The AU and the ICGLR in Burundi

Why was the International Conference on the Great Lakes Region unable to tackle the conflict at its nascent stage?

The crisis in Burundi – which was brought on by the president’s decision to run for a third term – was a significant test of regional and continental organisations’ ability to effectively intervene in African member states experiencing instability.

Issues of coordination and cooperation across organisations have emerged as a key obstacle, but it is the lack of political will of African states to sanction their peers that is the greatest barrier to tackling the instability that frequently arises when incumbents choose to alter term limits.

About the authors

Nelson Alusala is a research consultant at the Institute for Security Studies. He holds a Phd in political sciences from the University of Pretoria. He previously worked for the United Nations Group of Experts on the Democratic Republic of the Congo, and has also undertaken research on disarmament, demobilisation and reintegration (DDR) in various contexts in Africa, including in Mozambique and Liberia. He remains engaged in similar initiatives, with a special focus on Africa.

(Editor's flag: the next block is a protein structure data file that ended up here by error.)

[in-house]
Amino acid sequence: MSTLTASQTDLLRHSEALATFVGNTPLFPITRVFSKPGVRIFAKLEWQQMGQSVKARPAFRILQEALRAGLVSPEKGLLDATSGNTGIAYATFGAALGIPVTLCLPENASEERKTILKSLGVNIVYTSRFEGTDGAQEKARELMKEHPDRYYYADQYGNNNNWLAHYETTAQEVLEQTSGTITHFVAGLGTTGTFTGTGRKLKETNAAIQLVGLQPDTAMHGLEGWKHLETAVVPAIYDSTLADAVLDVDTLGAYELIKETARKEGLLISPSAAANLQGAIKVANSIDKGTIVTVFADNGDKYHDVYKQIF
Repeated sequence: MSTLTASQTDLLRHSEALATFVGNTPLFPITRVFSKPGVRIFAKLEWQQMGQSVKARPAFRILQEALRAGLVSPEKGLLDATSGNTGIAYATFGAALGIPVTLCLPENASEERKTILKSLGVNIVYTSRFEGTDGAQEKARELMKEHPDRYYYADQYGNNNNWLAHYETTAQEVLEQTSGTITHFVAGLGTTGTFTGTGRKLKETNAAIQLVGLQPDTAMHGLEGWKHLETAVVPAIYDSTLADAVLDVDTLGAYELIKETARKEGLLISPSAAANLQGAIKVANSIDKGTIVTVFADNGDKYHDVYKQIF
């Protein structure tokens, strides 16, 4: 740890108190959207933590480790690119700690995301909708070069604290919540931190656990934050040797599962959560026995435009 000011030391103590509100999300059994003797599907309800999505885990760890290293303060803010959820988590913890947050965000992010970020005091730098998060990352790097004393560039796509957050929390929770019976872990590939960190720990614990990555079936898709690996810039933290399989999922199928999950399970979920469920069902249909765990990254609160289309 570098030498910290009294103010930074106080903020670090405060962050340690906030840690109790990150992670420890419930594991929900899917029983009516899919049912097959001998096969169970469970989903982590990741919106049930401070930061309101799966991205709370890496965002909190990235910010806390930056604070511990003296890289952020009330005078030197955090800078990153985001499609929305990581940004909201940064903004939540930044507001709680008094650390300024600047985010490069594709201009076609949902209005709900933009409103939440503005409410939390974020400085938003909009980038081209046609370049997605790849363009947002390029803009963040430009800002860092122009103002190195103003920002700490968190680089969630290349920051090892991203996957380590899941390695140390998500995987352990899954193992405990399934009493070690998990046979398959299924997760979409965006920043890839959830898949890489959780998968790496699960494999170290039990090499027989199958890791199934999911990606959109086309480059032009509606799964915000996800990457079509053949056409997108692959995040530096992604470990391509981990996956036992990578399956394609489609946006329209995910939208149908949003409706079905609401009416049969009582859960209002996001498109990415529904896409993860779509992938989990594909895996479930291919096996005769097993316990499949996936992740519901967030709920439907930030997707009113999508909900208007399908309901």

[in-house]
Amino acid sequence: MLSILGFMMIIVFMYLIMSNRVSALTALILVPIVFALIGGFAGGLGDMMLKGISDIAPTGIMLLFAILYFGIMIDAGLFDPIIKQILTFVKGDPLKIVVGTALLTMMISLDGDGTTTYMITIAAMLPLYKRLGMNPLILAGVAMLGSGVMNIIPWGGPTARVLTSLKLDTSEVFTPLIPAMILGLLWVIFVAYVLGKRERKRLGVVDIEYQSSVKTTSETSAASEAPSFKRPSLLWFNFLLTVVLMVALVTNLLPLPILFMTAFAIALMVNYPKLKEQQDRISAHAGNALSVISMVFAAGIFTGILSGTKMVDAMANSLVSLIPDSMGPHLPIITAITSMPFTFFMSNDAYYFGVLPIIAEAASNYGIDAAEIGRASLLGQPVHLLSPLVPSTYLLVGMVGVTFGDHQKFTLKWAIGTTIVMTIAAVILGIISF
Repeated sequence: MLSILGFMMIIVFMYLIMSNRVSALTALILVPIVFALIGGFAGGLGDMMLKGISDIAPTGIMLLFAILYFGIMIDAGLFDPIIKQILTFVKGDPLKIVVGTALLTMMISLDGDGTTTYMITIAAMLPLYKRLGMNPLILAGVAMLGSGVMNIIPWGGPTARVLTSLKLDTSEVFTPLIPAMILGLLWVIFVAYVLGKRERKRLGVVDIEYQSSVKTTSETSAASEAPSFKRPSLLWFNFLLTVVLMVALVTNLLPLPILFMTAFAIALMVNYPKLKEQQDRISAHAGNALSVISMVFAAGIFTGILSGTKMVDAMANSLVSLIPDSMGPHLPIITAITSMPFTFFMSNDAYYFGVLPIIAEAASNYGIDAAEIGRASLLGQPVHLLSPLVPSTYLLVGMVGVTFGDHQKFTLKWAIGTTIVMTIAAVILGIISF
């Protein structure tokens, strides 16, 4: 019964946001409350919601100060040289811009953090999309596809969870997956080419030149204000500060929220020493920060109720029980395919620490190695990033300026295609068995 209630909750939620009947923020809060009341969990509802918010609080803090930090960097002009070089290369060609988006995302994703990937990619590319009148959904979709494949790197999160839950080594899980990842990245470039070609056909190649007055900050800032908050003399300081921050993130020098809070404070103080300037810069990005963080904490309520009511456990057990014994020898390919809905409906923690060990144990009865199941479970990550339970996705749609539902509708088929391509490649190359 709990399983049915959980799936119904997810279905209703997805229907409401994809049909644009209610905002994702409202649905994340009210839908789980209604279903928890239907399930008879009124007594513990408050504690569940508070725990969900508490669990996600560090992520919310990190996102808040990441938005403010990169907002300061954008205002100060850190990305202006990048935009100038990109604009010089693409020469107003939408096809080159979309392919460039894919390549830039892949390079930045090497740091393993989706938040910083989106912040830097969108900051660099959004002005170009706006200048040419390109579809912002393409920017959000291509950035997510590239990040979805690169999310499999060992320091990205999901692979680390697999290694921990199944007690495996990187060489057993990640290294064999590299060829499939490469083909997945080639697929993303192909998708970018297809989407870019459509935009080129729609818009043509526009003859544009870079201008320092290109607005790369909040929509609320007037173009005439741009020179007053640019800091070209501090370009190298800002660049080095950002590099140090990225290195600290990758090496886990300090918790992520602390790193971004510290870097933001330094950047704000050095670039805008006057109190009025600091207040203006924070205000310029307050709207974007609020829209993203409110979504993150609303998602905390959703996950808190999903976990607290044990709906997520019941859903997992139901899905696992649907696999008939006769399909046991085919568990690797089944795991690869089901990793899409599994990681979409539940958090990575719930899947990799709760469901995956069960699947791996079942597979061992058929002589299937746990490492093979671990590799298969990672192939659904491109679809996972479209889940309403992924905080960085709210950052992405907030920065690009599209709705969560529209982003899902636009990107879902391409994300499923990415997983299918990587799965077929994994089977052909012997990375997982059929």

Yann Bedzigui is a Researcher with the Peace and Security Research programme. He works on the PSC Report, a project based in the ISS Addis Ababa office. Before joining the ISS, he was an assistant researcher in the Dakar office of International Crisis Group. Yann was a research fellow at Centre Thucydide at the Université Panthéon-Assas where he gained his Phd in International Relations. His work addresses the management of issues peace, security and governance in Africa through the regional frameworks.

Development partners
This report has been made possible with funding from Humanity United. The ISS is also grateful for support from the ISS Partnership forum: the Hanns Seidel Foundation and the governments of Australia, Canada, Denmark, Finland, Japan, Norway, Sweden and the USA.
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